Image from D G Brown
A new study published in the Proceedings of the National Academy of Sciences makes the case that 208-250 billion tons of carbon dioxide -- roughly equivalent to a century's worth of future emissions (122-147 years, to be exact) -- could be safely stored within the Juan de Fuca plate, reports The Guardian's Alok Jha.
The tectonic plate, which arises from the Juan de Fuca Ridge, encompasses an area of the seafloor several hundred kilometers from the coasts of Washington and Oregon. David Goldberg, a geologist at Columbia University's Lamont-Doherty Earth Observatory, believes its basalt layers could be suitable for a carbon capture and storage (CCS) project.
Image from USGS
Physical vs. geochemical trapping
In their study, Goldberg and his colleagues describe two methods by which CO2 could be stored for the long-term: physical trapping (the gas is buried under layers that have zero to low permeability) and geochemical/mineral trapping (the gas reacts with the underlying rocks to form carbonate -- a stable, solid mineral).
The team chose the Juan de Fuca site because it matched several of their ideal criteria for CCS: They are under at least 2,700 meters of water and are covered by over 200 meters of sediment. At such a depth, CO2 becomes denser than seawater and liquefies -- which means that, even if a leak were to occur, it shouldn't be able to rise up to the surface.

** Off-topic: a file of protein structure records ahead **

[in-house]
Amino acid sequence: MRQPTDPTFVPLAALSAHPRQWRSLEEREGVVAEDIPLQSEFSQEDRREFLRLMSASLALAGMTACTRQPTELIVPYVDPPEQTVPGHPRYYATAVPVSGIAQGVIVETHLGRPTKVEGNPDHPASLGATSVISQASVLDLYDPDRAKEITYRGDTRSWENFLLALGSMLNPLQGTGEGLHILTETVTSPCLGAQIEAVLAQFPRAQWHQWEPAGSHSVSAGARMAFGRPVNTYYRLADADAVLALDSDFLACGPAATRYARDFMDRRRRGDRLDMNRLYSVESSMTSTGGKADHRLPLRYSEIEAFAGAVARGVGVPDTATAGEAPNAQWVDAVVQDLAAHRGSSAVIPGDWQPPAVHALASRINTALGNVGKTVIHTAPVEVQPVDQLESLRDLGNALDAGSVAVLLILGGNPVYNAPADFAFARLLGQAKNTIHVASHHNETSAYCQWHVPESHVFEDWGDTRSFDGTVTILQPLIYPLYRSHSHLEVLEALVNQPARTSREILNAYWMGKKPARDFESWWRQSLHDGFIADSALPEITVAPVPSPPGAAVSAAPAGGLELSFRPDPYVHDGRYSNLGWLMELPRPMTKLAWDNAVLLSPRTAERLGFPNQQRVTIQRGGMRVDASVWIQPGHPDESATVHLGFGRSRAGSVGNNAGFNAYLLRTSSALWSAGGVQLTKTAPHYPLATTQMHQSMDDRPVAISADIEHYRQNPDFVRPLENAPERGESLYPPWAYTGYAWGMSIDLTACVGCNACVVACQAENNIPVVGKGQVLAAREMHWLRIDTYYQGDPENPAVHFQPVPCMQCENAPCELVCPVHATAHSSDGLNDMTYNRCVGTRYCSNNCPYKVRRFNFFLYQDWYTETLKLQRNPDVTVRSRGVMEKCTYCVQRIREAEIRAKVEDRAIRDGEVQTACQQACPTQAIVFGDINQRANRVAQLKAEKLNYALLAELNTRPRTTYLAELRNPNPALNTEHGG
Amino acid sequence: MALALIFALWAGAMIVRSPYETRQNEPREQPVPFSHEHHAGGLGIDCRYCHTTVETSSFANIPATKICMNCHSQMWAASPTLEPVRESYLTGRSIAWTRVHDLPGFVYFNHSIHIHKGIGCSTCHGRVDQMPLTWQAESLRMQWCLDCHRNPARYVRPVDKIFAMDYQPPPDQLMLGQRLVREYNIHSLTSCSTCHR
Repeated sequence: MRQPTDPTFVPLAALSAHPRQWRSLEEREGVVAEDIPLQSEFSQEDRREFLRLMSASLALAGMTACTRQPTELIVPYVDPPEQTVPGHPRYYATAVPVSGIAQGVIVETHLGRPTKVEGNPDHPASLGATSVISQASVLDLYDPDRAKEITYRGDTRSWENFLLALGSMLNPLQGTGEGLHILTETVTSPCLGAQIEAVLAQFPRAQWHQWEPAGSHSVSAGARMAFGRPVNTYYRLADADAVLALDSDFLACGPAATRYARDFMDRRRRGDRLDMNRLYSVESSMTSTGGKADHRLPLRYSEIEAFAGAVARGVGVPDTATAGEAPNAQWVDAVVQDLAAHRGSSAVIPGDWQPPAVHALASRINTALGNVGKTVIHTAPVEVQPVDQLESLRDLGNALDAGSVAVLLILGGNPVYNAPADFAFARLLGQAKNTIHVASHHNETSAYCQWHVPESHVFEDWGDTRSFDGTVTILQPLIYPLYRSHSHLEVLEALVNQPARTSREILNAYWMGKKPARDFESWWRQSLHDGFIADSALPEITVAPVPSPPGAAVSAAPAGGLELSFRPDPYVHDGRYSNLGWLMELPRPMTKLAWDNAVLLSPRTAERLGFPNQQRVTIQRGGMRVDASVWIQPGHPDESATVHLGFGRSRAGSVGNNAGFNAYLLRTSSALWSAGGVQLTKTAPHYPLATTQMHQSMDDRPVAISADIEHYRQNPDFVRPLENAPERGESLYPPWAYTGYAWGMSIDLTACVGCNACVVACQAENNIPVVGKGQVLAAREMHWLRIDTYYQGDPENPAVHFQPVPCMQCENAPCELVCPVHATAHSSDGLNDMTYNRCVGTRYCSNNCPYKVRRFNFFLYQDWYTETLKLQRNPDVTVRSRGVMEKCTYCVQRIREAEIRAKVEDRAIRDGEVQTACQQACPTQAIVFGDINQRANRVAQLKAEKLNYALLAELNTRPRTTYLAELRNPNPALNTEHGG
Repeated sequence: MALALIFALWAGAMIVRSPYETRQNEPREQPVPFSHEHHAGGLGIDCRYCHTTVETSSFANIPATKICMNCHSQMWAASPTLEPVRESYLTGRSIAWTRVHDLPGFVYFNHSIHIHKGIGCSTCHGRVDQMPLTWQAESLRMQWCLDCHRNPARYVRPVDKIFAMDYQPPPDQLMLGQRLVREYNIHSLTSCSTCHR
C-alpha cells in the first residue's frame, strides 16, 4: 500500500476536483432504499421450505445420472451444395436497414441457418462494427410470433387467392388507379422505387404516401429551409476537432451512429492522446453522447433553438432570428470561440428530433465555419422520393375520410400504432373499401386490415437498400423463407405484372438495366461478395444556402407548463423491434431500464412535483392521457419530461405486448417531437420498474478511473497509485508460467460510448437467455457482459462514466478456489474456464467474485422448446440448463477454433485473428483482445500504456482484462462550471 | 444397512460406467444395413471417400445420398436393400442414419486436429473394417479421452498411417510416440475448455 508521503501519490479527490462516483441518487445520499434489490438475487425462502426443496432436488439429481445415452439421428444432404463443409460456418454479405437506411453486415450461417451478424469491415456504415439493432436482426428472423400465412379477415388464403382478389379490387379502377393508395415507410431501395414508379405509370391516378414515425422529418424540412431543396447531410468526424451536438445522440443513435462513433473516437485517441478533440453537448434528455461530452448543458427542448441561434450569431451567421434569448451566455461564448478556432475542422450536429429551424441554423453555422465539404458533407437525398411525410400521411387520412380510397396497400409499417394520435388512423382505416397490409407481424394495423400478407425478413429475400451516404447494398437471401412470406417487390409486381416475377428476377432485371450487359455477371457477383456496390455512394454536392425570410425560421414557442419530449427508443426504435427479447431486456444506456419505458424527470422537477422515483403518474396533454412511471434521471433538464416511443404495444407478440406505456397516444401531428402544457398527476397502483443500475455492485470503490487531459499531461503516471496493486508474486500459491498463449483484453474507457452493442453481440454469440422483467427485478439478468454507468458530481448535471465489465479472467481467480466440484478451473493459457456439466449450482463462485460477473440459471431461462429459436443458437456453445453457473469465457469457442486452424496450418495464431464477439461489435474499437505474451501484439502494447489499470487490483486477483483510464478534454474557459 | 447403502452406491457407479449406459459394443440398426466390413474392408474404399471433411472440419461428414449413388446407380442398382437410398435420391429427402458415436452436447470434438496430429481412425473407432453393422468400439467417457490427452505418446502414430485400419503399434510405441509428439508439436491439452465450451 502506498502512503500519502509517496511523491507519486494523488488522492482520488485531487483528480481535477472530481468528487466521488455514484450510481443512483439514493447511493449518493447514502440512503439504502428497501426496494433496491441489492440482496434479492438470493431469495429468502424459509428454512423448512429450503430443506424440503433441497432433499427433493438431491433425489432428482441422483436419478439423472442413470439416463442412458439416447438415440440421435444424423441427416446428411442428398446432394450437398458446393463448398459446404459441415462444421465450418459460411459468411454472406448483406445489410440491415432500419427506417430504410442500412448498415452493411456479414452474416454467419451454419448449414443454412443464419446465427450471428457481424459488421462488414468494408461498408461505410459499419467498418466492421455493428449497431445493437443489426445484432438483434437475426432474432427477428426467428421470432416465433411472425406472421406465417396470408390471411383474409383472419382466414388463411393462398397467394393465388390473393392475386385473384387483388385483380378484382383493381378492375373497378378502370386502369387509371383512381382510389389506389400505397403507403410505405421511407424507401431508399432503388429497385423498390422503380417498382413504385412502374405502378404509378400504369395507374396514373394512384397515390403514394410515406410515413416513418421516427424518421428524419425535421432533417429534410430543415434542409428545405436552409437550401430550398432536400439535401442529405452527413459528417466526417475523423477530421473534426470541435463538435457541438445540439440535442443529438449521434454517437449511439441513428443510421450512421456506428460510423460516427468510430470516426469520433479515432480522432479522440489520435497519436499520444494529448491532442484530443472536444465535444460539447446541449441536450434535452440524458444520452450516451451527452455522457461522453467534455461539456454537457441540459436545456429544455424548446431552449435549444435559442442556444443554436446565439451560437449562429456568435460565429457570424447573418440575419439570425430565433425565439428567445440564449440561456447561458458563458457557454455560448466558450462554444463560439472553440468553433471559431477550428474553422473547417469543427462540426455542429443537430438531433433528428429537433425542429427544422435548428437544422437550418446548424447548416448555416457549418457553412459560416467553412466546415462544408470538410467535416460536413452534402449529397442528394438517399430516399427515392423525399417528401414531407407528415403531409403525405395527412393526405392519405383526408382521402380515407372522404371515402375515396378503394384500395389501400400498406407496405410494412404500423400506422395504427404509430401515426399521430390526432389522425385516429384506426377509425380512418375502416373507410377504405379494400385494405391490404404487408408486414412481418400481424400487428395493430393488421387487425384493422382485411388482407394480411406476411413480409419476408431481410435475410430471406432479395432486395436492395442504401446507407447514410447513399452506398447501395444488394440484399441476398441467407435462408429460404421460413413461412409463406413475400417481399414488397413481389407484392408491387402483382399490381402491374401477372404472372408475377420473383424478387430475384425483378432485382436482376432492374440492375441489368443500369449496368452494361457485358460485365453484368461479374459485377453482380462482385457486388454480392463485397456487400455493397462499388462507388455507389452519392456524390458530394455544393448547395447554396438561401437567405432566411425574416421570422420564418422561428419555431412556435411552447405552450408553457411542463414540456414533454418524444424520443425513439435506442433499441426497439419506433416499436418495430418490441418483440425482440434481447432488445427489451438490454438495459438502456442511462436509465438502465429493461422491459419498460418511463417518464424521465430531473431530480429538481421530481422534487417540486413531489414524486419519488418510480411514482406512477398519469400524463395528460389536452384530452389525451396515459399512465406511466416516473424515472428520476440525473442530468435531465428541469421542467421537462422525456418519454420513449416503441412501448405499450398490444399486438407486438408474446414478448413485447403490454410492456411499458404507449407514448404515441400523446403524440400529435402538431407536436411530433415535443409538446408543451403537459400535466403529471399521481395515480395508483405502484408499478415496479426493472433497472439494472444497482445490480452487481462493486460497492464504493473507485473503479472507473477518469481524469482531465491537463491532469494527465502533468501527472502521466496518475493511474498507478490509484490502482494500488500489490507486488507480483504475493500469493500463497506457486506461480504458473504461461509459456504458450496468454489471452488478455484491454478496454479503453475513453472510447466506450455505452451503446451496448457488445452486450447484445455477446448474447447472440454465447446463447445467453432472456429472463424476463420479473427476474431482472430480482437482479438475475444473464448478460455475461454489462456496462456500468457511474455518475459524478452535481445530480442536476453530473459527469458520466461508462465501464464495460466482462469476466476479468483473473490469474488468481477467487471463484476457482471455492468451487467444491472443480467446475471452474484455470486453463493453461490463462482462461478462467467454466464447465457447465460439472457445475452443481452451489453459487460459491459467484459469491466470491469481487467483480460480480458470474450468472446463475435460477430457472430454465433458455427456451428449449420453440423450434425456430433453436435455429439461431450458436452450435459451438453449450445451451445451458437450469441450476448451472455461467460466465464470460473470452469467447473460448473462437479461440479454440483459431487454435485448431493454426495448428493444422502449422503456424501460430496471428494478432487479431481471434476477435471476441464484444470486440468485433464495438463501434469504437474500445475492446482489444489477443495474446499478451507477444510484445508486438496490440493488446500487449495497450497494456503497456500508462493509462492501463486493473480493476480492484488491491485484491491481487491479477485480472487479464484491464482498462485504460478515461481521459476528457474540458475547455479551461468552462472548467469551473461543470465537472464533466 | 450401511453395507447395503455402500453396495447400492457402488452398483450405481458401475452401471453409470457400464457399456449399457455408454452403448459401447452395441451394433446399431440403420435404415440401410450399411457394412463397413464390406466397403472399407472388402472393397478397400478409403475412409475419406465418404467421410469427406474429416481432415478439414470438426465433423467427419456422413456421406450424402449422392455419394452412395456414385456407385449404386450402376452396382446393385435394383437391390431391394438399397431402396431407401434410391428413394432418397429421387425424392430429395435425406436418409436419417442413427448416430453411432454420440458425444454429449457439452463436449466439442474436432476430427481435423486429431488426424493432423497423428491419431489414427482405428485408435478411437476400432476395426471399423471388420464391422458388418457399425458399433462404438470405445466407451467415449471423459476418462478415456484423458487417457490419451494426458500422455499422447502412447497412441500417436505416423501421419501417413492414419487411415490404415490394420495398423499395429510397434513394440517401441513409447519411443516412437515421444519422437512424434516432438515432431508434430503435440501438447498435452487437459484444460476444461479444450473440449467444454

The risks of ocean storage
A series of difficulties could complicate the enterprise, however. According to Andy Chadwick, a CCS expert from the British Geological Survey, Goldberg and his colleagues would first need to find a suitable number of fractures in the basalt into which they could pump the CO2. These fractures, which he says will be very difficult to locate, could be connected to the seafloor or surface -- which would provide leakage pathways for the gas.
Couple that with the sheer costs and infrastructure needed to mount such an effort -- not to mention the many unknowns -- and you're left with a risky, potentially unappealing carbon-mitigation option.
Via ::The Guardian: Ocean floor could store century of US carbon emissions (news website)
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